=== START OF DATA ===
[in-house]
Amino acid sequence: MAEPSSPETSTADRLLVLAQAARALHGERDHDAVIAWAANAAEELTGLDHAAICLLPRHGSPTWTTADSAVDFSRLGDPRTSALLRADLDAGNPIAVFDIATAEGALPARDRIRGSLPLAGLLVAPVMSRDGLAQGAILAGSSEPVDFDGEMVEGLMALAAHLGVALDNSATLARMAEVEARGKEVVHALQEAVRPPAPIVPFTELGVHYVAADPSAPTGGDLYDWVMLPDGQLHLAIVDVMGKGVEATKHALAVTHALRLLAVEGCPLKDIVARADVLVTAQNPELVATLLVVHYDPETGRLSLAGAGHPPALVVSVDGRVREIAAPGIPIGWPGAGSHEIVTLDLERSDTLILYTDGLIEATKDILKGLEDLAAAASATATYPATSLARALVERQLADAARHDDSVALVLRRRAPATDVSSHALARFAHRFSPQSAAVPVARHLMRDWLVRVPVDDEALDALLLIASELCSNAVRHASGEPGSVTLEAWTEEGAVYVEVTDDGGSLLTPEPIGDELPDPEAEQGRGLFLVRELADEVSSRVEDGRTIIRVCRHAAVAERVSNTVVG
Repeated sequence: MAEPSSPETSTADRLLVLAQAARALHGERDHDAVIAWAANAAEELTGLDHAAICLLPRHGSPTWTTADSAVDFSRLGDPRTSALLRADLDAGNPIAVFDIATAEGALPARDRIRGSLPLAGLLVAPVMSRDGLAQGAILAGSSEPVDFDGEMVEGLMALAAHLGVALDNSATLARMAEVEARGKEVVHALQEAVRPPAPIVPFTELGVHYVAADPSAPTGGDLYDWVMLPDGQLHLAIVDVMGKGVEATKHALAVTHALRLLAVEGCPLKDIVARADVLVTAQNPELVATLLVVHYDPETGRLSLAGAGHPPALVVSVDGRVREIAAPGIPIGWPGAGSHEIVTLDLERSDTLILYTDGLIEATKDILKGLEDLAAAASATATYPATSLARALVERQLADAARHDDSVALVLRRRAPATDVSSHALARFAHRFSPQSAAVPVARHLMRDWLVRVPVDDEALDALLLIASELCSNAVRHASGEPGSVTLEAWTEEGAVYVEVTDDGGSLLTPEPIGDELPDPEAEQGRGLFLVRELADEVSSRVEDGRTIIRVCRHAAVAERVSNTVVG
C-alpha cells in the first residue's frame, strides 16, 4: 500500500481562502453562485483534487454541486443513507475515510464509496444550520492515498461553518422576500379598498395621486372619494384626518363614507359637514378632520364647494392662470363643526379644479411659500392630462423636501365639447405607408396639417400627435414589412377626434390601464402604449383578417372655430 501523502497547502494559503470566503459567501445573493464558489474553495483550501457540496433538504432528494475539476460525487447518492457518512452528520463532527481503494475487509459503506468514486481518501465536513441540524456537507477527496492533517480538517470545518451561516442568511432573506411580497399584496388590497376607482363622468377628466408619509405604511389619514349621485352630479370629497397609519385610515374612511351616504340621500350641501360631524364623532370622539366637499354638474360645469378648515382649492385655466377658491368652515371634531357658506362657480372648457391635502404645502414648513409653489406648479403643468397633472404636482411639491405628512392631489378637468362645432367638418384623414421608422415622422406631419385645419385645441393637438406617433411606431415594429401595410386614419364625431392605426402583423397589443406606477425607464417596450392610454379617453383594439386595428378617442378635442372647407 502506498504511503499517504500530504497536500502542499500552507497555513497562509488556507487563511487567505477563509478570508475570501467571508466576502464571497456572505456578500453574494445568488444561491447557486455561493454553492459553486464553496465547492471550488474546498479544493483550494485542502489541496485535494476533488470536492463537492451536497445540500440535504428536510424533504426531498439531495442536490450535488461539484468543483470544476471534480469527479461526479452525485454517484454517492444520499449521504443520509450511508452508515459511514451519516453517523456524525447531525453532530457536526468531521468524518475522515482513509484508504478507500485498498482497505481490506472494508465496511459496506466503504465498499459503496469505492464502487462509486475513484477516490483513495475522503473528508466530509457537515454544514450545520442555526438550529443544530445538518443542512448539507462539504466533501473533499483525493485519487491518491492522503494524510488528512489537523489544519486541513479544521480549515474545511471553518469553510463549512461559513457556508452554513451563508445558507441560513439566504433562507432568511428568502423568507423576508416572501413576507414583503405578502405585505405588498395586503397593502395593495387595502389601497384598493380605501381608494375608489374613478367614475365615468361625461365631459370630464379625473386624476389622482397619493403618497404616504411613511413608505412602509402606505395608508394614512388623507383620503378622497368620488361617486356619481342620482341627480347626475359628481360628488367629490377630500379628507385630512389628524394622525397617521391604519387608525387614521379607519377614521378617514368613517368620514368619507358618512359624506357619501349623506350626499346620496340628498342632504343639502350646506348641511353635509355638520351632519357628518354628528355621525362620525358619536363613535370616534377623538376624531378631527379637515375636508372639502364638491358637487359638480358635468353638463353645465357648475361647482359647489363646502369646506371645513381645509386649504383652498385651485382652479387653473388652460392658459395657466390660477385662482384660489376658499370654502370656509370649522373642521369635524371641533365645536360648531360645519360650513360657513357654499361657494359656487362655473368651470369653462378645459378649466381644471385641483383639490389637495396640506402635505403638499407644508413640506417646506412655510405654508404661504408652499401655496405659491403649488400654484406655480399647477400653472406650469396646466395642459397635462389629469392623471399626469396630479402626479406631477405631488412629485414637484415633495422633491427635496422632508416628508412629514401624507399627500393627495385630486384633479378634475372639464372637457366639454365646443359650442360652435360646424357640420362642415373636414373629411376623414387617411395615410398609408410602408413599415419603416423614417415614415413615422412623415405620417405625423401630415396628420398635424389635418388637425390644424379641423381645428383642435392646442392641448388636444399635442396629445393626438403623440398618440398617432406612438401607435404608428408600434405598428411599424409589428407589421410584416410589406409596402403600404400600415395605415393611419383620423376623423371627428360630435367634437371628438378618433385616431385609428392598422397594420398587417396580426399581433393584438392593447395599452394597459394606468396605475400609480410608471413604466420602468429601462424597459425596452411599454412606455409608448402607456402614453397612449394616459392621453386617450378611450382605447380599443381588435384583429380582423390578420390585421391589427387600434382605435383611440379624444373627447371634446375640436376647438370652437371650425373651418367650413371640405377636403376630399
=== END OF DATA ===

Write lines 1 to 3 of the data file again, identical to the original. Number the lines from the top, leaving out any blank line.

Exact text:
[in-house]
Amino acid sequence: MAEPSSPETSTADRLLVLAQAARALHGERDHDAVIAWAANAAEELTGLDHAAICLLPRHGSPTWTTADSAVDFSRLGDPRTSALLRADLDAGNPIAVFDIATAEGALPARDRIRGSLPLAGLLVAPVMSRDGLAQGAILAGSSEPVDFDGEMVEGLMALAAHLGVALDNSATLARMAEVEARGKEVVHALQEAVRPPAPIVPFTELGVHYVAADPSAPTGGDLYDWVMLPDGQLHLAIVDVMGKGVEATKHALAVTHALRLLAVEGCPLKDIVARADVLVTAQNPELVATLLVVHYDPETGRLSLAGAGHPPALVVSVDGRVREIAAPGIPIGWPGAGSHEIVTLDLERSDTLILYTDGLIEATKDILKGLEDLAAAASATATYPATSLARALVERQLADAARHDDSVALVLRRRAPATDVSSHALARFAHRFSPQSAAVPVARHLMRDWLVRVPVDDEALDALLLIASELCSNAVRHASGEPGSVTLEAWTEEGAVYVEVTDDGGSLLTPEPIGDELPDPEAEQGRGLFLVRELADEVSSRVEDGRTIIRVCRHAAVAERVSNTVVG
Repeated sequence: MAEPSSPETSTADRLLVLAQAARALHGERDHDAVIAWAANAAEELTGLDHAAICLLPRHGSPTWTTADSAVDFSRLGDPRTSALLRADLDAGNPIAVFDIATAEGALPARDRIRGSLPLAGLLVAPVMSRDGLAQGAILAGSSEPVDFDGEMVEGLMALAAHLGVALDNSATLARMAEVEARGKEVVHALQEAVRPPAPIVPFTELGVHYVAADPSAPTGGDLYDWVMLPDGQLHLAIVDVMGKGVEATKHALAVTHALRLLAVEGCPLKDIVARADVLVTAQNPELVATLLVVHYDPETGRLSLAGAGHPPALVVSVDGRVREIAAPGIPIGWPGAGSHEIVTLDLERSDTLILYTDGLIEATKDILKGLEDLAAAASATATYPATSLARALVERQLADAARHDDSVALVLRRRAPATDVSSHALARFAHRFSPQSAAVPVARHLMRDWLVRVPVDDEALDALLLIASELCSNAVRHASGEPGSVTLEAWTEEGAVYVEVTDDGGSLLTPEPIGDELPDPEAEQGRGLFLVRELADEVSSRVEDGRTIIRVCRHAAVAERVSNTVVG